There is a famous poem about a boy and a starfish that inspired the name of Allie Davenport’s ’24 (BUS) company StarMind.
As the old man walks along a starfish-covered beach, he sees the boy throwing the small creatures back into the sea one by one. The man asks the boy why he is so persistent. There are so many starfish that you probably can’t save them all, so why should you do that?
The boy picked up the starfish, said, “Well, this is important,” and gently threw it into the sea.
“The concept of making a difference in other people’s lives is part of my mission,” says Davenport, a sophomore at Litchfield. She at UConn is a historically underrepresented population of women and students served through the Peter J. Werth Institute for Entrepreneurship and Innovation.
“Starfish have the unique ability to regenerate damaged limbs,” she says. “The idea of salvation and growth through hard times is a big part of the ‘small wins’ concept. But it means helping people change their mindsets to focus on their everyday accomplishments and progress that are often overlooked.”
Davenport’s first venture and StarMind’s first product, The Guide, make a big deal about “small wins.” This is an interactive journal that combines daily logs, ‘morning mindfulness’, activity and reflection areas, providing access to key psychological concepts and curated online content. Through a QR code embedded in an American navy leather bound book.
“Each QR code is centered around a specific psychological concept,” Davenport explains. “There is an idea of time management, sleep, motivation and growth. I think everyone has more or less a personal connection during this time of pandemic and uncertainty.”
“Allie has had an entrepreneurial spirit this past year,” says David Noble, director of the Worth Institute. “She receives coaching from various mentors, collaborators, or clients to prioritize her next steps. We are very much looking forward to continuing to work together.”
Davenport is currently in business school but is considering a double major in cognitive science. Her brand is dedicated to mental health and self-development, with key psychological concepts integral to her guide playing a key role. in her own life.
“When I was a sophomore in high school, I was a multi-sport player, physically fit and playing all the time, but during one soccer game my throat started constricting,” she said. says. “I’ve never had a respiratory attack before. It was terrifying.”
Initially, Davenport was diagnosed with exercise-induced asthma and put on an inhaler.
“It did nothing,” she says. “I don’t think this is asthma, so I ended up going to Connecticut Children’s Medical Center and being referred to a speech pathologist.”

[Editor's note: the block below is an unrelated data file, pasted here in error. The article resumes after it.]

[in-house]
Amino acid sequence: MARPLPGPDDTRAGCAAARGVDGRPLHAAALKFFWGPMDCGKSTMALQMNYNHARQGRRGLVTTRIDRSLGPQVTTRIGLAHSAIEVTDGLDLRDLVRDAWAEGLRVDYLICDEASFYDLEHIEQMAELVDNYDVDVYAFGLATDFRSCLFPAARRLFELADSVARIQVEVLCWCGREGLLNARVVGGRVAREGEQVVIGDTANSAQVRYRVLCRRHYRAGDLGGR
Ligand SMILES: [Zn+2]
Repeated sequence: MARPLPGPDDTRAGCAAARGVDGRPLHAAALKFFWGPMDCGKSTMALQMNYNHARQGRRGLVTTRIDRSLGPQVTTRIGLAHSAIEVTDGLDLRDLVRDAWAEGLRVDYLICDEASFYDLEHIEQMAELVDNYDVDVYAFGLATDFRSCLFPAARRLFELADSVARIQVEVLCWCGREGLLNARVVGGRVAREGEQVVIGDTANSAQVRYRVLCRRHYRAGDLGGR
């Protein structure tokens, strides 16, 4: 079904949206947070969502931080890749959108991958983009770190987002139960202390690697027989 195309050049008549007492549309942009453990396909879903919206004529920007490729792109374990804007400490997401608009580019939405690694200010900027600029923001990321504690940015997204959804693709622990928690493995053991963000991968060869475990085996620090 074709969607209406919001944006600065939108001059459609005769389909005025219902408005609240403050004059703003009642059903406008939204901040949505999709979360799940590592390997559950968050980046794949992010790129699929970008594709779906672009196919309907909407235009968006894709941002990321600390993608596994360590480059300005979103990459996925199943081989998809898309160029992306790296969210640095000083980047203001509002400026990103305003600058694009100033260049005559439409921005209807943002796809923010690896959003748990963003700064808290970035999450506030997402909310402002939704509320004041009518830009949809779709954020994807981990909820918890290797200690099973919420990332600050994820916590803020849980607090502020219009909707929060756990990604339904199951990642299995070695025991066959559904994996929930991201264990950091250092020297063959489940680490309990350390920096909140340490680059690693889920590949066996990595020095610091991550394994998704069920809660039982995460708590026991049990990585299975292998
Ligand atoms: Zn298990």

The concept of making a difference in other people’s lives is part of what drives my mission. — Allie Davenport ’24, Founder of StarMind
During a test called laryngoscopy, in which a camera is passed from her nose to her throat, Davenport was told to think about how she felt when she experienced a respiratory attack. alone caused symptoms and was eventually diagnosed as paradoxical vocal cord movements (PVFM). PVFM is a breathing disorder in which the vocal cords function abnormally, resulting in wheezing (coarse, noisy breathing) and restricted airflow during breathing.
“I read almost every research paper under the sun, and it’s not a common obstacle,” says Davenport. “I was trying to figure out where it was coming from, and eventually learned that one of the common root causes was anxiety. It was so powerful that it paralyzed the physical part, the vocal cords, and restricted airflow.
She underwent months of speech therapy to help retrain her body how to breathe. But she had to retrain her mind.
“I couldn’t just take an inhaler,” she explains. “There was no magic medicine or surgery to cure me. I needed to train my mind, and PVFM helped me identify my triggers and find ways to manage that stress.”
The experience left Davenport with a deep personal passion for mental health, but coming to UConn gave him a flexible mindset and the ability to use his insights to help others. is now possible. Her interest as an entrepreneur in her own right became apparent as she found the support of the Werth Institute and her F3 Experience.
“Being an entrepreneur is about solving problems, connecting with people, taking calculated risks, and really seeing things that don’t exist yet,” she says. “What is the underlying problem? What is not being addressed? How can we solve it, or at least be part of the solution? It’s a theme and it really means different things to different people.I’m just trying to help make an impact and that’s what entrepreneurs do.”
Davenport sees The Guide as a tool. It’s not a substitute for therapy or medication, it’s something that helps you think differently and discover more about yourself. The Guide’s holistic nature means it’s a tool anyone can use, she says.
Her experience at the Werth Institute has given the UConn community new confidence.
“The Wealth Institute provided us with a support system we could turn to and gain confidence in launching StarMind,” she says. “I don’t even know if entrepreneurship would have been in my vocabulary without that experience. I now see my future through the lens of possibility, not fear.”
To support Allie and learn more about The Guide, visit mystarmind.com and follow StarMind on Instagram.
To learn more about undergraduate entrepreneurship opportunities at Werth Institute and UConn, visit entrepreneurship.uconn.edu.